Archaeologists unearth earliest complete human figurine in Cyprus
Archaeologists have unearthed the oldest ever human figurine in Cyprus, which has been dated to 10,500 to 11,000 years old. It was discovered during excavations at Agia Varvara-Asprokremnos, a Neolithic archaeological site which marks the period in which hunter-gatherers transitioned into farming and settlement.
The complete female statuette was uncovered along with a semi-subterranean building and evidence of significant manufacturing activity associated with production of stone tools used for processing ochre.
“The processing of multi-coloured pigments was facilitated by a large array of ground stone tools dominated by pounding tools and grinders that facilitated the processing of pigments as evidenced by significant numbers of tools with ochre residues,” said the Antiquities Department.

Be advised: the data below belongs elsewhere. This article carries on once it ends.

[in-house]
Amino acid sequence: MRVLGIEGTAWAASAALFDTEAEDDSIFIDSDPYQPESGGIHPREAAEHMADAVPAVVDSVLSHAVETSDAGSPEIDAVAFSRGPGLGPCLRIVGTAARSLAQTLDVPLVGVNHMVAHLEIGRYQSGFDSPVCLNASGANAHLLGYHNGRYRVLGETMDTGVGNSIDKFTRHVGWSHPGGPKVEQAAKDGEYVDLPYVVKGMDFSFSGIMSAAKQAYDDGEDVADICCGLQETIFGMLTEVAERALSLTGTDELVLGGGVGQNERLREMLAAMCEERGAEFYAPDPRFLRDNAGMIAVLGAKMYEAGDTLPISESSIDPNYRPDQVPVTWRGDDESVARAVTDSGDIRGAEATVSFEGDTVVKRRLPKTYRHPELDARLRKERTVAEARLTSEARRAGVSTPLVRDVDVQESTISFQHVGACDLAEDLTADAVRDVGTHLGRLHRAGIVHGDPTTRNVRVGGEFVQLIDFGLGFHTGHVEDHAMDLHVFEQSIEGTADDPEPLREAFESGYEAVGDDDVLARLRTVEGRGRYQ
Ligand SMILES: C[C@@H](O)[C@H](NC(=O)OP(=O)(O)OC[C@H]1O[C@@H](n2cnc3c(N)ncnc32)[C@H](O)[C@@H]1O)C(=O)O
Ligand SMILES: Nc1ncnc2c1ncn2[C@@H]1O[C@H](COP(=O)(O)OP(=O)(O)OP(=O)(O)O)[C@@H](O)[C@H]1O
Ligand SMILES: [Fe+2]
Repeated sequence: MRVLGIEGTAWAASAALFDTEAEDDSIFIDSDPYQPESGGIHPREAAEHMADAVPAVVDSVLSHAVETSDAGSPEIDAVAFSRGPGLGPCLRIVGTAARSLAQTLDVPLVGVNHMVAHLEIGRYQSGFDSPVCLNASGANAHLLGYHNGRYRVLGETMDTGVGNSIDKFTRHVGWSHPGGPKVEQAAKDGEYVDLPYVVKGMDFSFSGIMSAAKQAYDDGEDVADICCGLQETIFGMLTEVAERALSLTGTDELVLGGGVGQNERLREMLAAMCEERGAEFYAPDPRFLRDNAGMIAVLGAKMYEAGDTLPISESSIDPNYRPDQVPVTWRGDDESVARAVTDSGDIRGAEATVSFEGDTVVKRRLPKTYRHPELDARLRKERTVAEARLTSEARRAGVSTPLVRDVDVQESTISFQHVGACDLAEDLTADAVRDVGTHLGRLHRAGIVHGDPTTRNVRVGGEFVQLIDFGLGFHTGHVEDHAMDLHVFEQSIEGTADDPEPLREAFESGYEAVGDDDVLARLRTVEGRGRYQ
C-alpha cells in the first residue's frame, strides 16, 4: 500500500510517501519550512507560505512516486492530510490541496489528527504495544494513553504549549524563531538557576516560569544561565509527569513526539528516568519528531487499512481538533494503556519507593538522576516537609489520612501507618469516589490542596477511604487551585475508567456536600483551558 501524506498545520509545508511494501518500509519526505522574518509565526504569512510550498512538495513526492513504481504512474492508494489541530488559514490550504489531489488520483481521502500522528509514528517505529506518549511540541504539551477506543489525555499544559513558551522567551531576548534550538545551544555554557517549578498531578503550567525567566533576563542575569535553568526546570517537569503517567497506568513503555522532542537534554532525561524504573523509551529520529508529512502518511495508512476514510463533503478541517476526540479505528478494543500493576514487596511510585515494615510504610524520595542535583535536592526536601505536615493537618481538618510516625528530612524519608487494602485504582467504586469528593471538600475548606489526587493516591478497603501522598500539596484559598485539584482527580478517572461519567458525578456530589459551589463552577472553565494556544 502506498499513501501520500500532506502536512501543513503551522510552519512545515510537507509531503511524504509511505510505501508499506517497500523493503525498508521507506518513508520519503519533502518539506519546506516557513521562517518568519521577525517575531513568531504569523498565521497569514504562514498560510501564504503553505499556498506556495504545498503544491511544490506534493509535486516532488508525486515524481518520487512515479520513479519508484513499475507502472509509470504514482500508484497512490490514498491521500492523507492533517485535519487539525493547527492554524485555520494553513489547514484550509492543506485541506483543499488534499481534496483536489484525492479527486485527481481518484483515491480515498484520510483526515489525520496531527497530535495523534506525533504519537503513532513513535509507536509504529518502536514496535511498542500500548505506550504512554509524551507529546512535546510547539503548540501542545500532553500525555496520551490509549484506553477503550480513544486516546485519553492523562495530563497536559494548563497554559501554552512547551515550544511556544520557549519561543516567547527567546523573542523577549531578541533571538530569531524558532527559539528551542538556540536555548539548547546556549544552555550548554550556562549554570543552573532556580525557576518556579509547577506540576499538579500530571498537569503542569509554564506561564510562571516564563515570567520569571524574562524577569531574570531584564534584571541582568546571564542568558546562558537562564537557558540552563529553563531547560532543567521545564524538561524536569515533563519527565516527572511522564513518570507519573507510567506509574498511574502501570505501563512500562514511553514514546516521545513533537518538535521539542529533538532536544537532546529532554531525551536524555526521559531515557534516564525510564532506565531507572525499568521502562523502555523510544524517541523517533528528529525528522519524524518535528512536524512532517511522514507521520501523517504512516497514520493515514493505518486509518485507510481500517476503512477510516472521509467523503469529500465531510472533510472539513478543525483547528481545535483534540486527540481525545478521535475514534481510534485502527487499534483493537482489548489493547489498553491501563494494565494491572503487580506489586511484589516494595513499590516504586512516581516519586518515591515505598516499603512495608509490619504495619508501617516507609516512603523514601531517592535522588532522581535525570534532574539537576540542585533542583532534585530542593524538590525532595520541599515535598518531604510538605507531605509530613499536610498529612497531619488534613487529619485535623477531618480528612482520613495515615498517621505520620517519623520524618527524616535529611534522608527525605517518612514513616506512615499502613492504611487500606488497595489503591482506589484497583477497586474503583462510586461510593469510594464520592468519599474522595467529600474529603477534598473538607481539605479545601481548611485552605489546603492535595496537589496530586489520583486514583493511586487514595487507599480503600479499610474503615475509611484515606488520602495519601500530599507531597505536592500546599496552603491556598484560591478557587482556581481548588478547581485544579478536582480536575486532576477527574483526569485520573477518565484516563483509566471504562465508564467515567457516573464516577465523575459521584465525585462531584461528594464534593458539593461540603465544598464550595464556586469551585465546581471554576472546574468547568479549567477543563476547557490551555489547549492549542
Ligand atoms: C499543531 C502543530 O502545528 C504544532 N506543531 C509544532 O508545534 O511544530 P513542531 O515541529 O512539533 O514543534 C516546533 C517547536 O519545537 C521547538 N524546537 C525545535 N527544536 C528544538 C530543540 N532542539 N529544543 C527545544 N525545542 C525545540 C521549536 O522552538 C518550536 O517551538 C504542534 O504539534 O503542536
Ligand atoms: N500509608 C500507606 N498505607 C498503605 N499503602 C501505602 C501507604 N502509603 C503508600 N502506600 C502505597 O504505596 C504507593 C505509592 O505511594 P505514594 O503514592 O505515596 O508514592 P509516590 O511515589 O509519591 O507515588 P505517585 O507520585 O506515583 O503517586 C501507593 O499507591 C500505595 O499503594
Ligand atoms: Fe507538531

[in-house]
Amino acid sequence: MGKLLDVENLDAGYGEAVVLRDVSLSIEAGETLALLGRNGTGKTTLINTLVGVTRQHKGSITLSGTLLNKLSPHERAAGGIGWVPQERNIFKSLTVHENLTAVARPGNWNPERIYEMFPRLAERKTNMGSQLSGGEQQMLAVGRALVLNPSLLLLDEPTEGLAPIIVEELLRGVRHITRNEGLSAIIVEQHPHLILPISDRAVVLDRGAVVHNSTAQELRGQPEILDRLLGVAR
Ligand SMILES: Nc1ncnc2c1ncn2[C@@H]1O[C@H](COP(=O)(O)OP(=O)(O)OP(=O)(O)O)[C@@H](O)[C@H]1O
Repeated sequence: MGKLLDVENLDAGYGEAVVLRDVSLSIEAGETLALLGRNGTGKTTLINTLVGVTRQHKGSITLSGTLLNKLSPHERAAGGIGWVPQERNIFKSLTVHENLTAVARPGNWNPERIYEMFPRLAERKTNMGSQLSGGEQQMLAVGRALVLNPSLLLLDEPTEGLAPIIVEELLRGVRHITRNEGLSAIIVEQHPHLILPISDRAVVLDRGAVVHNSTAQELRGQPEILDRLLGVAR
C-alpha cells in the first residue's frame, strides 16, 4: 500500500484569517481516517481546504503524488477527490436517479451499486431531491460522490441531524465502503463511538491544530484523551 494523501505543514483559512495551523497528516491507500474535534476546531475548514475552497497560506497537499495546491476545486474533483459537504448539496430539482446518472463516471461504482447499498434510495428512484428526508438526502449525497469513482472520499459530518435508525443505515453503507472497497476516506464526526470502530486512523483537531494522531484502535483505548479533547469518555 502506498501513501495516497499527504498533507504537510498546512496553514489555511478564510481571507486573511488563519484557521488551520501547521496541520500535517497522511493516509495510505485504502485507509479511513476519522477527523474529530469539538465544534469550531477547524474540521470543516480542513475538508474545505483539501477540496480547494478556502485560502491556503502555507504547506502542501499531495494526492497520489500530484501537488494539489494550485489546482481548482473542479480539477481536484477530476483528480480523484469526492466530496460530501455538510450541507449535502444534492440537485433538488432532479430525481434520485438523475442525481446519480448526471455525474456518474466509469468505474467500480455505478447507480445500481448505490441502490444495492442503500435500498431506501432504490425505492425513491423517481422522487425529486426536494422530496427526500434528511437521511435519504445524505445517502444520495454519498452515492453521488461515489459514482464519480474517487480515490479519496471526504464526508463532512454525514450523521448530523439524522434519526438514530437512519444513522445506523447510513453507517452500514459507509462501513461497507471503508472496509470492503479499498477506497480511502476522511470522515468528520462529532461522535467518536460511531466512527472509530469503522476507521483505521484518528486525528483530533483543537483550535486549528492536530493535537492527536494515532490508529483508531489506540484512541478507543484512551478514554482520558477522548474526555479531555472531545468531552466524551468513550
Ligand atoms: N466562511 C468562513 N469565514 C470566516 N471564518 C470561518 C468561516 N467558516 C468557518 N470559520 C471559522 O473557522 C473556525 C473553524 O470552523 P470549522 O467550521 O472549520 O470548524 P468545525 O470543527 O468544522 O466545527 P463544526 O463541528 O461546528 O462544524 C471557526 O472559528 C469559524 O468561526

One new artefact type associated with the processing of ochre was marked by a number of large chalk slabs exhibiting ochre residues in conjunction with clear cut marks on working surfaces that appear to have functioned as cutting boards.
The significance of the Agia Varvara-Asprokremnos site is that up until two decades ago it was believed that the first humans arrived in Cyprus 8,000 years ago. However, excavations at the site changed this perspective as it was found that people went there 12,000 – 13,000 years ago, much earlier than anyone had thought possible. The site became vitally important for understanding the transition of the original people from a hunter-gatherer lifestyle to proper settlement with farming and agriculture.
More importantly, it meant that Cyprus was involved in the very early Neolithic world and thus long-distance sea travel must be considered in how the Neolithic developed and spread.